Saturday, January 9, 2010

Another Day On The Road: The Case for Car Control

Former emergency-room physician Christopher Thompson claimed he was stopping to photograph obnoxious bicyclists for identification purposes when he stopped his car, but the jury didn't buy it.

Instead, they found the bicyclists' version of the story more credible: after honking at the cyclists and whizzing dangerously close as they pulled into single-file to permit him to pass, he slammed on his brakes in front of them to punish them for flipping him off. When they had smashed face-first into the physician's red Infiniti, breaking teeth and bones and cutting their faces, Thompson's 9-1-1 call recorded his explanation that the cyclists weren't badly hurt but would fake injury, just before he yelled at them to get their bikes out of the road.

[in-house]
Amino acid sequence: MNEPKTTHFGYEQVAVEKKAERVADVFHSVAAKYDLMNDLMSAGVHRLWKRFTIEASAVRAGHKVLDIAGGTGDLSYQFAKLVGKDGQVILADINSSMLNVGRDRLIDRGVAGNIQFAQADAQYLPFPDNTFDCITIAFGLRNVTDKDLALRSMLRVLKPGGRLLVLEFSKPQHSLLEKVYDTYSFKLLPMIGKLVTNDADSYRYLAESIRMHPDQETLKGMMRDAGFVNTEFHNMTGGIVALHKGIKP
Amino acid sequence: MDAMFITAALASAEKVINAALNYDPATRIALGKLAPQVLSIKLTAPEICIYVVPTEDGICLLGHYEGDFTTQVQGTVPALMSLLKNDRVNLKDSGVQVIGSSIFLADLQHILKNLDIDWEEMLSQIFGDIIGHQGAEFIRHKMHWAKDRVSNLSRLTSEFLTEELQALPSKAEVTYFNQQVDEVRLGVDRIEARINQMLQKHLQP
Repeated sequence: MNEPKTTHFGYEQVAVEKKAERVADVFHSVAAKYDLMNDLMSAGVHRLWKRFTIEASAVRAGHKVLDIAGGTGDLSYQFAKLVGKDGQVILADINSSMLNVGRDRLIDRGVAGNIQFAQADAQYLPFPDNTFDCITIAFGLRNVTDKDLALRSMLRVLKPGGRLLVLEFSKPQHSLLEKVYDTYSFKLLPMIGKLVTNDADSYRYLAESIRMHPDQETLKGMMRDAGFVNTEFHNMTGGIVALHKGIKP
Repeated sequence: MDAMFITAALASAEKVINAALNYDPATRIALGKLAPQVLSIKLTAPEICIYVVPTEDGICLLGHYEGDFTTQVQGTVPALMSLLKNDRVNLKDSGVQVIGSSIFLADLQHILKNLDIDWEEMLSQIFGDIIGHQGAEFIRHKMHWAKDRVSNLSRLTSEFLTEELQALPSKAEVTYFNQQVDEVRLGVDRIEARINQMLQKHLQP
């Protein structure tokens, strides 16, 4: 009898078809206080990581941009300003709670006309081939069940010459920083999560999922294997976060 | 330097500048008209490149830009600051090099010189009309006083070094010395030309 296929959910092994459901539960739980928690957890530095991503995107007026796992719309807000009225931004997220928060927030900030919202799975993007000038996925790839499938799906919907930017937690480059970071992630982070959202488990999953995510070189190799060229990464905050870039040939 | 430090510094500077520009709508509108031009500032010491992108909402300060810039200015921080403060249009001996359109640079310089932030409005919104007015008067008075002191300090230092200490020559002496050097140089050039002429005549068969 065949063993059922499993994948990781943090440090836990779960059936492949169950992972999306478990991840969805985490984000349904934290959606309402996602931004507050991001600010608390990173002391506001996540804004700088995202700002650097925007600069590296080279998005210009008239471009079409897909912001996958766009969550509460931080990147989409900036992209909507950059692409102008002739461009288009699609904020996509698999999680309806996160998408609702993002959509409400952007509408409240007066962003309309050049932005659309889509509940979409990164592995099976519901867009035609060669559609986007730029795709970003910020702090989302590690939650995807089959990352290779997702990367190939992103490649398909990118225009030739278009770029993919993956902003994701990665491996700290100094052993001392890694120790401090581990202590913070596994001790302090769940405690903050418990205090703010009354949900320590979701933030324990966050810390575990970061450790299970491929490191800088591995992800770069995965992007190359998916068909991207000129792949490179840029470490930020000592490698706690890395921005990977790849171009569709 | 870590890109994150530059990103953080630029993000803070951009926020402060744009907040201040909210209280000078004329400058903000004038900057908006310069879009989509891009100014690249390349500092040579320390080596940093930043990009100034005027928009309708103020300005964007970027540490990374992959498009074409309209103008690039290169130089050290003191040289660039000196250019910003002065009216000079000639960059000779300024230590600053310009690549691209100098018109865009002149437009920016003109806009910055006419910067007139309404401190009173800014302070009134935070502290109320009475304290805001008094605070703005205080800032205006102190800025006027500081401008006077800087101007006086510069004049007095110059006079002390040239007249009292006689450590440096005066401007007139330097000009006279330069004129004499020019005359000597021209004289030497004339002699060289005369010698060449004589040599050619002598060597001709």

Thompson got five years from an L.A. judge in the felony assault of two cyclists.

In 2005 there were over 6.4 million auto collisions, which caused 2.9 million injuries, nearly 43,000 deaths, and approximately $230 Billion in economic loss. While it's easier to get folks riled up over things like airline safety and firearm regulation – because they're sexy and make exciting news, so folks hear about it – the nonstop rain of auto collisions has receded into the background and seems largely ignored.

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